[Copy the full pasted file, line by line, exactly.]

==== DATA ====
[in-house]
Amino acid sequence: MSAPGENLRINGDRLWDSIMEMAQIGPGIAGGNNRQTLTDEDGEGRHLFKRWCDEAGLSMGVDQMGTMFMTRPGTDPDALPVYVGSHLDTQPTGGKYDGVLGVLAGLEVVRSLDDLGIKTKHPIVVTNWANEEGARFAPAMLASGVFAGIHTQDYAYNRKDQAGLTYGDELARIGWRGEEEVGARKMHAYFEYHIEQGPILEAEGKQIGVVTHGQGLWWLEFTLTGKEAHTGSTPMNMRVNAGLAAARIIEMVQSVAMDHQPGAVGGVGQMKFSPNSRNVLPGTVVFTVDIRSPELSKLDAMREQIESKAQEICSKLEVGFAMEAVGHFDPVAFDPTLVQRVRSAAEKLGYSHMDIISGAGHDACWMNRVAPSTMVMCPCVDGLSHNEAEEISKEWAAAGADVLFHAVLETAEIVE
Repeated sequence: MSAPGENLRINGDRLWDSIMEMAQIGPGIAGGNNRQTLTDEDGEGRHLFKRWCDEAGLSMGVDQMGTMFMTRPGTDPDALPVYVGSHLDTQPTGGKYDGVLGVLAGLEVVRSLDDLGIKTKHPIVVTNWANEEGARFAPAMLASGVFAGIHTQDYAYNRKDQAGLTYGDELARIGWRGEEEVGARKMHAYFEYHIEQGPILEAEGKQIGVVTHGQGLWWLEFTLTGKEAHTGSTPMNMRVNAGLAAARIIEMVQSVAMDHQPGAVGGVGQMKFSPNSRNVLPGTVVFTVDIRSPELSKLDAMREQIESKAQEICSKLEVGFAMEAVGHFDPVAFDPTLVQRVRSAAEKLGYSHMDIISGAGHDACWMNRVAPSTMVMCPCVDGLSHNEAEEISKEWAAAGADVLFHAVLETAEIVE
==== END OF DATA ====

[in-house]
Amino acid sequence: MSAPGENLRINGDRLWDSIMEMAQIGPGIAGGNNRQTLTDEDGEGRHLFKRWCDEAGLSMGVDQMGTMFMTRPGTDPDALPVYVGSHLDTQPTGGKYDGVLGVLAGLEVVRSLDDLGIKTKHPIVVTNWANEEGARFAPAMLASGVFAGIHTQDYAYNRKDQAGLTYGDELARIGWRGEEEVGARKMHAYFEYHIEQGPILEAEGKQIGVVTHGQGLWWLEFTLTGKEAHTGSTPMNMRVNAGLAAARIIEMVQSVAMDHQPGAVGGVGQMKFSPNSRNVLPGTVVFTVDIRSPELSKLDAMREQIESKAQEICSKLEVGFAMEAVGHFDPVAFDPTLVQRVRSAAEKLGYSHMDIISGAGHDACWMNRVAPSTMVMCPCVDGLSHNEAEEISKEWAAAGADVLFHAVLETAEIVE
Repeated sequence: MSAPGENLRINGDRLWDSIMEMAQIGPGIAGGNNRQTLTDEDGEGRHLFKRWCDEAGLSMGVDQMGTMFMTRPGTDPDALPVYVGSHLDTQPTGGKYDGVLGVLAGLEVVRSLDDLGIKTKHPIVVTNWANEEGARFAPAMLASGVFAGIHTQDYAYNRKDQAGLTYGDELARIGWRGEEEVGARKMHAYFEYHIEQGPILEAEGKQIGVVTHGQGLWWLEFTLTGKEAHTGSTPMNMRVNAGLAAARIIEMVQSVAMDHQPGAVGGVGQMKFSPNSRNVLPGTVVFTVDIRSPELSKLDAMREQIESKAQEICSKLEVGFAMEAVGHFDPVAFDPTLVQRVRSAAEKLGYSHMDIISGAGHDACWMNRVAPSTMVMCPCVDGLSHNEAEEISKEWAAAGADVLFHAVLETAEIVE